For the left and the right, major multinational companies are held up as the ultimate expressions of free-market capitalism. Their remarkable success appears to vindicate the old idea that modern society is too complex to be subjected to a plan. And yet, as Leigh Phillips and Michal Rozworski argue, much of the economy of the West is centrally planned at present. Not only is planning on vast scales possible, we already have it and it works. The real question is whether planning can be democratic. Can it be transformed to work for us?
An engaging, polemical romp through economic theory, computational complexity, and the history of planning, The People’s Republic of Walmart revives the conversation about how society can extend democratic decision-making to all economic matters. With the advances in information technology in recent decades and the emergence of globe-straddling collective enterprises, democratic planning in the interest of all humanity is more important and closer to attainment than ever before.
“An audacious and exciting vision. The kind of thing with the power to start a new movement...I haven't stopped thinking about it since.”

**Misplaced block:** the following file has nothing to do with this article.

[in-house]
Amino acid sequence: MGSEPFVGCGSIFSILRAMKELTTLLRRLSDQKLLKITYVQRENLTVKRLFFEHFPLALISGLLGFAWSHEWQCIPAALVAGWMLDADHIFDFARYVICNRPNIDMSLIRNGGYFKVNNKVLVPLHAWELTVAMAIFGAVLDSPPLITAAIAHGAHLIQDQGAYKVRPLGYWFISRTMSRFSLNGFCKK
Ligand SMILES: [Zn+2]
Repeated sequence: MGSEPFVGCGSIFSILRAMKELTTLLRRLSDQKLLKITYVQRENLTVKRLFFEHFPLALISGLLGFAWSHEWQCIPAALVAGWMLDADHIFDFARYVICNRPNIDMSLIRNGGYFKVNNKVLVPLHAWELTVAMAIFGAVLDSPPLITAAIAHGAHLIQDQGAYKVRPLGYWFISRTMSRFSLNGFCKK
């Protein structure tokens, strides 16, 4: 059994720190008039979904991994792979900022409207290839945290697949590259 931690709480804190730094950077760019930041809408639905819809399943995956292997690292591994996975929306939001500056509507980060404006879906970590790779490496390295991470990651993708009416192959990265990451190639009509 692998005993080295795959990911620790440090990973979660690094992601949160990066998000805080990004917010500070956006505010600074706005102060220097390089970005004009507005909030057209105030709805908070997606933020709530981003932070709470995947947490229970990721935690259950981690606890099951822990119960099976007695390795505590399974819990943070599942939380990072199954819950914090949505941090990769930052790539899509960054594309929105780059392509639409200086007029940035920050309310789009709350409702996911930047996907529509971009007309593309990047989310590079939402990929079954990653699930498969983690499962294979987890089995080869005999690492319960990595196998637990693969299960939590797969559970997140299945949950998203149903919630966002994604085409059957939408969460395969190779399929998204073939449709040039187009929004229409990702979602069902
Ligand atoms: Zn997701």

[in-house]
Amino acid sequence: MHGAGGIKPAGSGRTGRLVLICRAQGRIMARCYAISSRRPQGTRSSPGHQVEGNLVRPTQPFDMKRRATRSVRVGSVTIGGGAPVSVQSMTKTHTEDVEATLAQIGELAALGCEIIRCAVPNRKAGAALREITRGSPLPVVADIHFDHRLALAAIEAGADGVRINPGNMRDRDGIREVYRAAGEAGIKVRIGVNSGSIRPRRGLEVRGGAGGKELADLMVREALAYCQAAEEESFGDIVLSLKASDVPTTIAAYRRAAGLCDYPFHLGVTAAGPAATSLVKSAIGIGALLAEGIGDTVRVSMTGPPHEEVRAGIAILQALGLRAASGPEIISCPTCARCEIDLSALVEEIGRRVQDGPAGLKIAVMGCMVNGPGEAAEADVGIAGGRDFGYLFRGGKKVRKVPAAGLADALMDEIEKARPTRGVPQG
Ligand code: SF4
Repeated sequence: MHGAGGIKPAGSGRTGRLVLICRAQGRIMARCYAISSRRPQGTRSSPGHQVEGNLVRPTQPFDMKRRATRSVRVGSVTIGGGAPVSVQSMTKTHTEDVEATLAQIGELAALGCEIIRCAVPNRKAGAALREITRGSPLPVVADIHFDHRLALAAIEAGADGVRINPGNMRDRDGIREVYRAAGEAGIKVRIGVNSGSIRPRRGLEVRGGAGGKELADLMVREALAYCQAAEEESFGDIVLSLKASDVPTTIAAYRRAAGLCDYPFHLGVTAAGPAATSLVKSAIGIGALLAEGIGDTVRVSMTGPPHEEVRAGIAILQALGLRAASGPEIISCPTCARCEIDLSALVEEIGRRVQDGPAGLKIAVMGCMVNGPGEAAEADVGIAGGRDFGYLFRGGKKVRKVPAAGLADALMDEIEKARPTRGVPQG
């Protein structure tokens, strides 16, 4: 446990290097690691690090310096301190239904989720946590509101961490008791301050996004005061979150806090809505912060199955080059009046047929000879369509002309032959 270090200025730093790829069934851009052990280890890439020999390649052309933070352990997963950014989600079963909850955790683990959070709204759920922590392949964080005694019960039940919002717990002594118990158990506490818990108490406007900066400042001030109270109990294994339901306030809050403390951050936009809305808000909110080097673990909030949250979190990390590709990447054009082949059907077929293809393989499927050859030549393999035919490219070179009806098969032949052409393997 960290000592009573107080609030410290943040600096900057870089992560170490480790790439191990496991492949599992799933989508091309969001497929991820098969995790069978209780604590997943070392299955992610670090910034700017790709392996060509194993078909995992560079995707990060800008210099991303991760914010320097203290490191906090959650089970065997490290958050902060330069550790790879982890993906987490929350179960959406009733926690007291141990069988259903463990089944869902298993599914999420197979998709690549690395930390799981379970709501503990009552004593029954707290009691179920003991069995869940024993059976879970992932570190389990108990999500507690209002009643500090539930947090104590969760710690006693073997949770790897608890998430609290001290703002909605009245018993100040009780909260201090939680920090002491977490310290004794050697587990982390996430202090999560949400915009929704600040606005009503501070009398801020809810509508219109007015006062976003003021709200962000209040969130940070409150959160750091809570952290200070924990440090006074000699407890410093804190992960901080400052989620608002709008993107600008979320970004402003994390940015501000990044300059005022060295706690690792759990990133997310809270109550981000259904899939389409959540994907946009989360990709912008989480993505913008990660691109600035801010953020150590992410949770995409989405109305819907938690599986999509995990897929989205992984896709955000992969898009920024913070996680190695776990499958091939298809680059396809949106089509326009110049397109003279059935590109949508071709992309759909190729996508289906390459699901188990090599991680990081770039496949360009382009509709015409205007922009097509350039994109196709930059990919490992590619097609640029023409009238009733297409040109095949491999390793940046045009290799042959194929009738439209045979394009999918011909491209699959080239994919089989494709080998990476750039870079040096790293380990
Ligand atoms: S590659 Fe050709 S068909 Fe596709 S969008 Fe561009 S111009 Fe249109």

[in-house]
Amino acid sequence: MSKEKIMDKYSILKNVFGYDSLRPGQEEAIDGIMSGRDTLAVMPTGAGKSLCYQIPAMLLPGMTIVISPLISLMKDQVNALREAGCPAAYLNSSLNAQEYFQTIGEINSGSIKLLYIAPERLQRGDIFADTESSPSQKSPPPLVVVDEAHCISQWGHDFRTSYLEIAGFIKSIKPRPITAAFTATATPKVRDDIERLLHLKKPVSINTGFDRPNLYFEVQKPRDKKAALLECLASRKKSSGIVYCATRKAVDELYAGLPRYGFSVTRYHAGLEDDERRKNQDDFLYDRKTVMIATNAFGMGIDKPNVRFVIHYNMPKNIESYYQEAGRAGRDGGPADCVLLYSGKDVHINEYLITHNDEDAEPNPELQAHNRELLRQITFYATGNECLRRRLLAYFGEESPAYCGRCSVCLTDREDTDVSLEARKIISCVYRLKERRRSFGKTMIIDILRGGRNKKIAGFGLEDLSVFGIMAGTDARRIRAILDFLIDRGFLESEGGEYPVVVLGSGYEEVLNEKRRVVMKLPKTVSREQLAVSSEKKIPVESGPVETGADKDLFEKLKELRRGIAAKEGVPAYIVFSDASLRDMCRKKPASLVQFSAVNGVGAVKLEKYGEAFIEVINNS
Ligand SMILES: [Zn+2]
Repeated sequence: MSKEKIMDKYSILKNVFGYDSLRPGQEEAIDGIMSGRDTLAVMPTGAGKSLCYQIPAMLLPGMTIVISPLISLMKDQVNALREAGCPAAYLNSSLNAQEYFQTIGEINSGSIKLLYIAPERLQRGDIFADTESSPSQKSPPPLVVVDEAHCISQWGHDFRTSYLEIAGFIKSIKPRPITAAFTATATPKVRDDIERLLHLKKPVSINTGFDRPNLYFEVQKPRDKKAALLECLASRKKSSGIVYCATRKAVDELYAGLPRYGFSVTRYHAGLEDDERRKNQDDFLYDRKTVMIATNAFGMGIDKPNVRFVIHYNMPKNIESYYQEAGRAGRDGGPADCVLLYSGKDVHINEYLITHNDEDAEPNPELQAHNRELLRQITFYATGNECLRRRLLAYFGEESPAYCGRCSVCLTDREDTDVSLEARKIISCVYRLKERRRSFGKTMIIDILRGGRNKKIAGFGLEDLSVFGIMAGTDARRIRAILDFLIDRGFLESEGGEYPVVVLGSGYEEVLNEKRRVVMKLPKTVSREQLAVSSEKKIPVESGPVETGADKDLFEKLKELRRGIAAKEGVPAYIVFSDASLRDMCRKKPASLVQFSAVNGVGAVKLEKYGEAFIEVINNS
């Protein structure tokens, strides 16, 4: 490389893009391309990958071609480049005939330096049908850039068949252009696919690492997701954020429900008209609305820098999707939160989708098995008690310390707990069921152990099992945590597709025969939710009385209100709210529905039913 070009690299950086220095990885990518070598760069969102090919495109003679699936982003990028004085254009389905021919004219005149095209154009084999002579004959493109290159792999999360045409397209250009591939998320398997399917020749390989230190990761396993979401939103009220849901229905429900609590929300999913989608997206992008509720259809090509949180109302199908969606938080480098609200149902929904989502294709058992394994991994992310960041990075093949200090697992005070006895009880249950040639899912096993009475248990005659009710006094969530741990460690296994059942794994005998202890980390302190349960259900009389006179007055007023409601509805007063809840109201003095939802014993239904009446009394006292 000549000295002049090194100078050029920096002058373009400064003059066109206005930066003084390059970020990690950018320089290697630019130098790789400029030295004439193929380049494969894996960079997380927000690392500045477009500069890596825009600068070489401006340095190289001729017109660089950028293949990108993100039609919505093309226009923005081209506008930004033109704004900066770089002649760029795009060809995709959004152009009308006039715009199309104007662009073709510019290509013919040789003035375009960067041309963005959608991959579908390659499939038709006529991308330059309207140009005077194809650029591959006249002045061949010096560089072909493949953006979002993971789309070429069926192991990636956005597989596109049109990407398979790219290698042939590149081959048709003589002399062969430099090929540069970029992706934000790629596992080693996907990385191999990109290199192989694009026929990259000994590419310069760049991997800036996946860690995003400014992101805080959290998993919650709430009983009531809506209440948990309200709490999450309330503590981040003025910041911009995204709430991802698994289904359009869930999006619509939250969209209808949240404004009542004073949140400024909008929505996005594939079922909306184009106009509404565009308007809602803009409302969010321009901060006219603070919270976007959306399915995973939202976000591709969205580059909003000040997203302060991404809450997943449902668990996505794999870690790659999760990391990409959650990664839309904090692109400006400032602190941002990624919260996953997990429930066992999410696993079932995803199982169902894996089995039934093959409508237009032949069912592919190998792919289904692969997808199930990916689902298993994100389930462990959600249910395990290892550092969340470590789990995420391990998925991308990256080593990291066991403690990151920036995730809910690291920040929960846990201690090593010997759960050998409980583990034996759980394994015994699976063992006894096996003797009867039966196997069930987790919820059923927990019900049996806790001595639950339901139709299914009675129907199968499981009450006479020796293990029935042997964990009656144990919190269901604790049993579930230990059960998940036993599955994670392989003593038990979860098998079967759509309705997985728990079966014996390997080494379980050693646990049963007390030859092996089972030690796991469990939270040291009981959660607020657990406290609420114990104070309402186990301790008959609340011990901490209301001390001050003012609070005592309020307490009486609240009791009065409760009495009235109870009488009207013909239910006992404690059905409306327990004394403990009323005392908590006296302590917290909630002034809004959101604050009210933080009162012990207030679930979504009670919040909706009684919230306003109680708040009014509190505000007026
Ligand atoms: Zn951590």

“A tour de force through the history of economic planning, from the dark heart of capitalism to the self-management of workers, from the earliest agricultural civilizations to the cybersocialists of the twentieth century. Far from markets being the ahistorical basis of society, it is conscious human planning that has repeatedly been at the center of economic life. In the midst of new technologies, imminent climate change havoc, and economic stagnation, this book makes the passionate and persuasive case that democratic socialist planning is more necessary and more possible than ever before.”
“The book does very well the urgent job of bringing together a lot of potentially world-shaking ideas and facts that most people on the left and more widely just haven't heard about, and does it in a popular and engaging way.”
“An impressive accomplishment … the voice and writing style are wonderfully accessible without pandering. Here countless socialist arguments are presented clearly and powerfully, and I trust that it will give many others the confidence to speak as socialists.”
“Apologists for modern capitalism pretend that corporations are somehow the embodiment of entrepreneurial initiative, ambition, and innovative zeal. This remarkable book proves that nothing could be further from the truth. The modern mega-corp epitomizes planning and control – to a degree unmatched in human history. Phillips and Rozworski’s political conclusion is both timely and utterly subversive: if humans can construct large bureaucracies that ruthlessly maximize private profit, then clearly we can also construct large, efficient organizations that just as ruthlessly maximize human and environmental well-being.”
“Provocative and lively book.”
“Philips and Rozworski’s book is a timely exhortation to rethink the wisdom that markets always do it better.”